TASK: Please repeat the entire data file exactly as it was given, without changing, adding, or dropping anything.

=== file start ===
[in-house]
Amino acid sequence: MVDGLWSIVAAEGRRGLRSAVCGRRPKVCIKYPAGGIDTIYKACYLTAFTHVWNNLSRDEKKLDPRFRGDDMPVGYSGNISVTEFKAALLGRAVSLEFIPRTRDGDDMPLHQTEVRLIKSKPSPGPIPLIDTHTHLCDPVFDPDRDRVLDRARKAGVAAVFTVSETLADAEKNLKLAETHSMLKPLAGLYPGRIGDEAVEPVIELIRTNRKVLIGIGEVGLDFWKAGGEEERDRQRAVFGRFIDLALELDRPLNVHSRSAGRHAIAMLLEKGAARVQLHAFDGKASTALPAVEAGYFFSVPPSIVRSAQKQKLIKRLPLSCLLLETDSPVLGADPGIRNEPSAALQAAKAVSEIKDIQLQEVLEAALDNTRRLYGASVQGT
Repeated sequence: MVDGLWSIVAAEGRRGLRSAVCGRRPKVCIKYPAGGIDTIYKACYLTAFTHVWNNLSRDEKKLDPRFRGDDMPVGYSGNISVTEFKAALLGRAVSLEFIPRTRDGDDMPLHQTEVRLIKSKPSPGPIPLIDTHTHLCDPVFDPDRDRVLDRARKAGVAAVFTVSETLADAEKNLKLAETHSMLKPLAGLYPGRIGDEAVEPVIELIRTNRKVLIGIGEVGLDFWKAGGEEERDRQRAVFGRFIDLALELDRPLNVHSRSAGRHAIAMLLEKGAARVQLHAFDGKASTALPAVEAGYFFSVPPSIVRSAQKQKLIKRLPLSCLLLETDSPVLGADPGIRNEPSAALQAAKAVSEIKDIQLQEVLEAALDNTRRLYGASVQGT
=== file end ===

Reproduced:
[in-house]
Amino acid sequence: MVDGLWSIVAAEGRRGLRSAVCGRRPKVCIKYPAGGIDTIYKACYLTAFTHVWNNLSRDEKKLDPRFRGDDMPVGYSGNISVTEFKAALLGRAVSLEFIPRTRDGDDMPLHQTEVRLIKSKPSPGPIPLIDTHTHLCDPVFDPDRDRVLDRARKAGVAAVFTVSETLADAEKNLKLAETHSMLKPLAGLYPGRIGDEAVEPVIELIRTNRKVLIGIGEVGLDFWKAGGEEERDRQRAVFGRFIDLALELDRPLNVHSRSAGRHAIAMLLEKGAARVQLHAFDGKASTALPAVEAGYFFSVPPSIVRSAQKQKLIKRLPLSCLLLETDSPVLGADPGIRNEPSAALQAAKAVSEIKDIQLQEVLEAALDNTRRLYGASVQGT
Repeated sequence: MVDGLWSIVAAEGRRGLRSAVCGRRPKVCIKYPAGGIDTIYKACYLTAFTHVWNNLSRDEKKLDPRFRGDDMPVGYSGNISVTEFKAALLGRAVSLEFIPRTRDGDDMPLHQTEVRLIKSKPSPGPIPLIDTHTHLCDPVFDPDRDRVLDRARKAGVAAVFTVSETLADAEKNLKLAETHSMLKPLAGLYPGRIGDEAVEPVIELIRTNRKVLIGIGEVGLDFWKAGGEEERDRQRAVFGRFIDLALELDRPLNVHSRSAGRHAIAMLLEKGAARVQLHAFDGKASTALPAVEAGYFFSVPPSIVRSAQKQKLIKRLPLSCLLLETDSPVLGADPGIRNEPSAALQAAKAVSEIKDIQLQEVLEAALDNTRRLYGASVQGT